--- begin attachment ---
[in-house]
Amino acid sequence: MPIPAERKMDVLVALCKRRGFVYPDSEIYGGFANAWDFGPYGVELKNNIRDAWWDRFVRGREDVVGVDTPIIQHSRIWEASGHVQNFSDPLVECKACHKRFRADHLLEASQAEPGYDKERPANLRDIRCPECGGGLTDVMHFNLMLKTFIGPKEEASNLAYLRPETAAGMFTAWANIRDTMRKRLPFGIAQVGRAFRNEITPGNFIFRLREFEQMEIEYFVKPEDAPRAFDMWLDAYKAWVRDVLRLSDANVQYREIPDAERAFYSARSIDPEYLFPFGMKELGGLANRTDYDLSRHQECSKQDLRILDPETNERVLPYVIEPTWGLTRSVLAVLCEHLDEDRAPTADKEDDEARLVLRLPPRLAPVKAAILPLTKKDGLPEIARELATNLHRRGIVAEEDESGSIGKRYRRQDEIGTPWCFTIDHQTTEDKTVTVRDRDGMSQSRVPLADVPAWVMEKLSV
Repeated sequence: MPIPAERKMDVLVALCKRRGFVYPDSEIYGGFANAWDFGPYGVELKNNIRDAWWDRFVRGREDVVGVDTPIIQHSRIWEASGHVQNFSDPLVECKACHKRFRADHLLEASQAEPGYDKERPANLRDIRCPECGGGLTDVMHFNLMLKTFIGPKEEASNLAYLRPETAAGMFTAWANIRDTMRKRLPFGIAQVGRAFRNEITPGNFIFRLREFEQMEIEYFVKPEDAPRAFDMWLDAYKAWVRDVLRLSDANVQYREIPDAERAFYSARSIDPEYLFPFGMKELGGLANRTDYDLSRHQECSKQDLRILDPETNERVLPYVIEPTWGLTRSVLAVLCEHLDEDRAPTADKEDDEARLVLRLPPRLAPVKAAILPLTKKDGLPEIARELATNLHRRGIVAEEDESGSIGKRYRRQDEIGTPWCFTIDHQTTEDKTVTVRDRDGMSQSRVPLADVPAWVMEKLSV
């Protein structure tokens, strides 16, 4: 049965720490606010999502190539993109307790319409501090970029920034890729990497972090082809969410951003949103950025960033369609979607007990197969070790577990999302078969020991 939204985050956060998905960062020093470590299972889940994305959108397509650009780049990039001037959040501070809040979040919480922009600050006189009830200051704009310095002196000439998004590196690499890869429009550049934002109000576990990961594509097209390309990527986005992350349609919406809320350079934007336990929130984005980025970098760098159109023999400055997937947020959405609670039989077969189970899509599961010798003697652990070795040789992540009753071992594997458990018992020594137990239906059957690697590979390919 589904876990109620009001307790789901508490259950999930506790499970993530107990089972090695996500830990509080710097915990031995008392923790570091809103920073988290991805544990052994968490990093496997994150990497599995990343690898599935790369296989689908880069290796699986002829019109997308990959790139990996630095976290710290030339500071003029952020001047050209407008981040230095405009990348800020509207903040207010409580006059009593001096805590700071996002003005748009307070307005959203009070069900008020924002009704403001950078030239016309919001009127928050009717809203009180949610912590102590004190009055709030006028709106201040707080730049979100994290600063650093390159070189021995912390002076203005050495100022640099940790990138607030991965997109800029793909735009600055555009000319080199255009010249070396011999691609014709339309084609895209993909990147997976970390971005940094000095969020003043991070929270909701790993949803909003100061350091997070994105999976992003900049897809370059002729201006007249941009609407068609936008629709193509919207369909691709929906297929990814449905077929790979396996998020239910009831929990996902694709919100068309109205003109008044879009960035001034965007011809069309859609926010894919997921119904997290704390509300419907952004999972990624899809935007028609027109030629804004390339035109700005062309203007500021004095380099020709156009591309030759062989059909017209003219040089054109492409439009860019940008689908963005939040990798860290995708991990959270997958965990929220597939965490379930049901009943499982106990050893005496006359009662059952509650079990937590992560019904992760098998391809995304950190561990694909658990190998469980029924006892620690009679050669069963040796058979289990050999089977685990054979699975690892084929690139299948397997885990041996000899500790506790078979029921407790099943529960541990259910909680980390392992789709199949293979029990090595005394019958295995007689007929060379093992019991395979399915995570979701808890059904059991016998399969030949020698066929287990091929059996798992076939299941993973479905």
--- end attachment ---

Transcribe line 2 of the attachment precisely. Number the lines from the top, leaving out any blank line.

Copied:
Amino acid sequence: MPIPAERKMDVLVALCKRRGFVYPDSEIYGGFANAWDFGPYGVELKNNIRDAWWDRFVRGREDVVGVDTPIIQHSRIWEASGHVQNFSDPLVECKACHKRFRADHLLEASQAEPGYDKERPANLRDIRCPECGGGLTDVMHFNLMLKTFIGPKEEASNLAYLRPETAAGMFTAWANIRDTMRKRLPFGIAQVGRAFRNEITPGNFIFRLREFEQMEIEYFVKPEDAPRAFDMWLDAYKAWVRDVLRLSDANVQYREIPDAERAFYSARSIDPEYLFPFGMKELGGLANRTDYDLSRHQECSKQDLRILDPETNERVLPYVIEPTWGLTRSVLAVLCEHLDEDRAPTADKEDDEARLVLRLPPRLAPVKAAILPLTKKDGLPEIARELATNLHRRGIVAEEDESGSIGKRYRRQDEIGTPWCFTIDHQTTEDKTVTVRDRDGMSQSRVPLADVPAWVMEKLSV